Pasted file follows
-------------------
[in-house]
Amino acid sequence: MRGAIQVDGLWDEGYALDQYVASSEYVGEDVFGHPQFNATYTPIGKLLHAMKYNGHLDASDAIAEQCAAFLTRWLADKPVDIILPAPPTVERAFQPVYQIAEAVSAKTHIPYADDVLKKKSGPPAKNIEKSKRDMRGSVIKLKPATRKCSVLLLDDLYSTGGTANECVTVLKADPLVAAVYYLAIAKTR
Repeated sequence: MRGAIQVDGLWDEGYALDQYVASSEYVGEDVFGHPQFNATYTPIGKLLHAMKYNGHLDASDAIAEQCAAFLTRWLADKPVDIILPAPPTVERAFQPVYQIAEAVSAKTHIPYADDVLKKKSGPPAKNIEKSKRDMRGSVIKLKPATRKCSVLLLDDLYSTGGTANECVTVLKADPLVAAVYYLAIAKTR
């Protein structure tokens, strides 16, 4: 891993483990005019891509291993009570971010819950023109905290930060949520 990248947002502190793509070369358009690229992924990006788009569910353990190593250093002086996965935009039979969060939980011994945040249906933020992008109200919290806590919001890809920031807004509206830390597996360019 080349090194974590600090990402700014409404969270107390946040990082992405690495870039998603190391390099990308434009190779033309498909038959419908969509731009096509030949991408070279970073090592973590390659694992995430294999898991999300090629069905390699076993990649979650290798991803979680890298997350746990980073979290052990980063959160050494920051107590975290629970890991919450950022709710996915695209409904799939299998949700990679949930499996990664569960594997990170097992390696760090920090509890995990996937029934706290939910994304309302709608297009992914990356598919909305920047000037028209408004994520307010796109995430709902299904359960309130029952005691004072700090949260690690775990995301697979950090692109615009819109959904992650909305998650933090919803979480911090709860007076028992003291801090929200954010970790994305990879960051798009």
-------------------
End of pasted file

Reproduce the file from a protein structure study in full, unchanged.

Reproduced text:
[in-house]
Amino acid sequence: MRGAIQVDGLWDEGYALDQYVASSEYVGEDVFGHPQFNATYTPIGKLLHAMKYNGHLDASDAIAEQCAAFLTRWLADKPVDIILPAPPTVERAFQPVYQIAEAVSAKTHIPYADDVLKKKSGPPAKNIEKSKRDMRGSVIKLKPATRKCSVLLLDDLYSTGGTANECVTVLKADPLVAAVYYLAIAKTR
Repeated sequence: MRGAIQVDGLWDEGYALDQYVASSEYVGEDVFGHPQFNATYTPIGKLLHAMKYNGHLDASDAIAEQCAAFLTRWLADKPVDIILPAPPTVERAFQPVYQIAEAVSAKTHIPYADDVLKKKSGPPAKNIEKSKRDMRGSVIKLKPATRKCSVLLLDDLYSTGGTANECVTVLKADPLVAAVYYLAIAKTR
């Protein structure tokens, strides 16, 4: 891993483990005019891509291993009570971010819950023109905290930060949520 990248947002502190793509070369358009690229992924990006788009569910353990190593250093002086996965935009039979969060939980011994945040249906933020992008109200919290806590919001890809920031807004509206830390597996360019 080349090194974590600090990402700014409404969270107390946040990082992405690495870039998603190391390099990308434009190779033309498909038959419908969509731009096509030949991408070279970073090592973590390659694992995430294999898991999300090629069905390699076993990649979650290798991803979680890298997350746990980073979290052990980063959160050494920051107590975290629970890991919450950022709710996915695209409904799939299998949700990679949930499996990664569960594997990170097992390696760090920090509890995990996937029934706290939910994304309302709608297009992914990356598919909305920047000037028209408004994520307010796109995430709902299904359960309130029952005691004072700090949260690690775990995301697979950090692109615009819109959904992650909305998650933090919803979480911090709860007076028992003291801090929200954010970790994305990879960051798009």